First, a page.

RRSPs were developed to create a personal tax deduction in the current year and defer taxes on the amount until a future year when it is assumed that the taxable income will be lower.
For example if a person made $105,000 which attracts 40.70 per cent combined federal and provincial tax (at 2013 rates), that person could take out enough of an RRSP to reduce their combined federal and provincial taxable income to the next lowest tax bracket of 38.29 per cent, saving themselves 2.41 per cent or more of tax in the current year.
They would need to take out at least $5,000 in an RRSP and would have saved about $120.50 in taxes. Then in a later year if the $5,000 was withdrawn and the total taxable income was less than $36,000, then tax on that $5,000 would be at 20.06 per cent instead of the 40.70 per cent (providing that the personal tax rates remain the same) which is an overall tax savings of 23.05 per cent.
In order to stop people from contributing exorbitant amounts to RRSPs to save taxes, an annual deduction limit was introduced. This limit is a complicated calculation but for the most part works out to be approx 18 per cent of your qualifying annual earned income and is cumulative in that if you didn’t contribute to an RRSP in one year, you can still use that contribution room in a following year.
On your notice of assessment, usually at the bottom of page two, is where you can find the details of your RRSP deduction limit. It is important to note that line (A) is the maximum that you can deduct. Sometimes there is an amount in line (B) which means that you have overcontributed to your RRSP but have not deducted the amount from your taxes because it was over the deduction limit, or an adjustment might have been done to your tax return resulting in reducing the deduction limit. Many people misread this line and think that they can contribute this amount to their RRSP and end up with a growing overcontribution amount until someone realizes what has happened.
When you turn 71 you will be required to roll your RRSP into a RRIF and at this time you stop collecting deduction room and your deduction limit may even be $0. Now if you have overcontributed you have approximately two years to be able to take advantage of the overcontribution on your tax return.
If you don’t take advantage within those two years and don’t have any deduction room, you may lose the benefit of that tax deduction. What happens in effect is that you didn’t get the tax deduction when you made the original contribution and then when you are withdrawing out of your RRIF you are taxed on that, so you end up paying double the tax.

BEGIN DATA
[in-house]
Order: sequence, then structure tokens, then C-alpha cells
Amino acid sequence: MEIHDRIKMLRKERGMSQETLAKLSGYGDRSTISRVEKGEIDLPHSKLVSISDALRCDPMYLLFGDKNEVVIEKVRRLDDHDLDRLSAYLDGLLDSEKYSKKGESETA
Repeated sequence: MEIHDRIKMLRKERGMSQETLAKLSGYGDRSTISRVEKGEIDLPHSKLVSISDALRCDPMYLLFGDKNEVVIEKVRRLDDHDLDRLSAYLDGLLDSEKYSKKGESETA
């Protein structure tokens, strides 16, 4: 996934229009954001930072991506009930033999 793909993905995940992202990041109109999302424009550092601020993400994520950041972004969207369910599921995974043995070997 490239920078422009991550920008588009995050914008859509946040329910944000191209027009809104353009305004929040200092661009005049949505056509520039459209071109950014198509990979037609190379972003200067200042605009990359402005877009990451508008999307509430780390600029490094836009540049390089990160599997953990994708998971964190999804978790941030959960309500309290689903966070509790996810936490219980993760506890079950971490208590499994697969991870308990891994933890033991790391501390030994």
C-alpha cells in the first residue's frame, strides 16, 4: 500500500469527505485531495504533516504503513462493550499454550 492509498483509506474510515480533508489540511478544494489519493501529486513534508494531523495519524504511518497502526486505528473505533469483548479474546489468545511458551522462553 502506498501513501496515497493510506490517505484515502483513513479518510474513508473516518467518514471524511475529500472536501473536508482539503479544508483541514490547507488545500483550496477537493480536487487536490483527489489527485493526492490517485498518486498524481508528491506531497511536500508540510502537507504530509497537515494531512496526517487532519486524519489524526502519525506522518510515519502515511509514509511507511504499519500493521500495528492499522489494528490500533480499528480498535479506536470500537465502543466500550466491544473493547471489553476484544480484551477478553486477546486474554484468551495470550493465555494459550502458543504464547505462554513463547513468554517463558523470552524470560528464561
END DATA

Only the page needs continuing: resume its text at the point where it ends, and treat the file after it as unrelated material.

Not only that, if you have overcontributed by more than $2,000 you could be subject to interest on the amount you overcontributed.
The tax on overcontributions is one per cent per month on the amount that exceeds the $2,000. There is an exception to this if the overcontribution occurred between 1991 and February 26 of 1995 when the excess limit was $8,000 and as long as you never contributed after that, then the old rules kick in and you may not need to pay the interest.
So, you need to take a look at your Notice of Assessment and find the Deduction Limit Statement and check to make sure that there is no balance in line (B). If there is, and you have contribution room you can contact the institution that manages your RRSP and take that money out. They will automatically deduct a minimum of 10 per cent tax from the amount and issue you a T4RSP slip which will then be offset by this overcontribution amount on your tax return and you end up not paying any tax on that withdrawal.
Another alternative is to have the institution fill out form T3012A which will allow you to withdraw the amount without having the tax withheld at source.
Alternatively, after the two year window and if your RRSP has been rolled into a RRIF, you can fill out form T746 Calculating Your Deduction for Refund of Unused RRSP Contributions to have any excess contributions taken as a deduction up to the limit shown in Box 20 or 22 of the T4RSP slip or box 24 of the T4RIF slip.
Make sure that you bring this to your accountants’ attention when you are filing your next tax return. You may even be able to submit a T1 Adjustment for the taxes just filed.